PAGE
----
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Millennials are the highest contributors to global warming.

Research has found that millennials are aware and conscious of climate issues. No one particular age group is responsible for global warming.

According to the National Geographic, "humans have caused most of the past century's warming by releasing heat-trapping gases as we power our modern lives. Called greenhouse gases, their levels are higher now than at any time in the last 800,000 years." According to NASA, global warming has been observed since the industrial age, which was when humans started to burn fossil fuel on a large scale.

Each generation has seen a gradual rise in the Earth's temperature. However, people have become more aware of the threat of global warming over the years. A study by Pew Research Center showed that millennials are more likely to address global warming issues than the previous generations and personally address the issue. 28 percent among 13,749 U.S. adults said they had done something in 2020 to address climate change, such as donating money, volunteering, contacting an elected official, or attending a rally or protest. The same study highlighted that millennials (57 percent) support a move to phase out gasoline-powered vehicles, compared with smaller shares in older generations.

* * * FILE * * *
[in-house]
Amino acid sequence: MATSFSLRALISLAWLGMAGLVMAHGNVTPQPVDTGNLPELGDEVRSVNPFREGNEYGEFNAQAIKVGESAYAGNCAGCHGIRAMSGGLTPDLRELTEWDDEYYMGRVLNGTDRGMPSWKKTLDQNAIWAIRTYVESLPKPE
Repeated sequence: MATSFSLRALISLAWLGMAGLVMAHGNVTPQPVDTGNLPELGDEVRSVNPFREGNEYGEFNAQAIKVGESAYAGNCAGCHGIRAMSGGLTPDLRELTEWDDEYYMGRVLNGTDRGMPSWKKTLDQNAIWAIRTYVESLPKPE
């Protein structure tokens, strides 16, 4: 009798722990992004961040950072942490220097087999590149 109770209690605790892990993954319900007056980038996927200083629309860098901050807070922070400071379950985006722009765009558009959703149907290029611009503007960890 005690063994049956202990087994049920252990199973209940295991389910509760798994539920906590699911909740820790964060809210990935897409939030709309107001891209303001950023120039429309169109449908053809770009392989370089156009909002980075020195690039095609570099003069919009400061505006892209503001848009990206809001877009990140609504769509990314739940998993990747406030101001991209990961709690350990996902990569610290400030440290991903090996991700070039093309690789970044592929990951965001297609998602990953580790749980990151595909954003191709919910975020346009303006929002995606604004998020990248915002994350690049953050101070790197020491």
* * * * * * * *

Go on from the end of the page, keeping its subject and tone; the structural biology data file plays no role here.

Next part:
A study by the Proceedings of the National Academy of Science compared the contribution of different generations towards global warming. The report estimated the contributions of the past and present human generations to the increase of atmospheric CO2 and associated global average temperature increases. The study observed that the last and the current generation contributed approximately two-thirds of the present-day CO2-induced warming. As it takes a long time to remove carbon dioxide from the atmosphere, global mean temperatures are expected to increase by several tenths of a degree for at least the next 20 years, even if carbon dioxide emissions were immediately cut to zero.

A report by the New York Times stated that age is a significant determinant of emission rates. As people age, they are responsible for more carbon dioxide emissions because they drive more, for example, and use more electricity.

It's also important to note, however, that separate research has revealed that human behavior and consumption is a relatively small contributor to climate change. A report from Climate Accountability Institute found that just 100 companies were responsible for approximately 70 percent of carbon emissions.

It is false to imply that millennials, or any one age group, are responsible for global warming.

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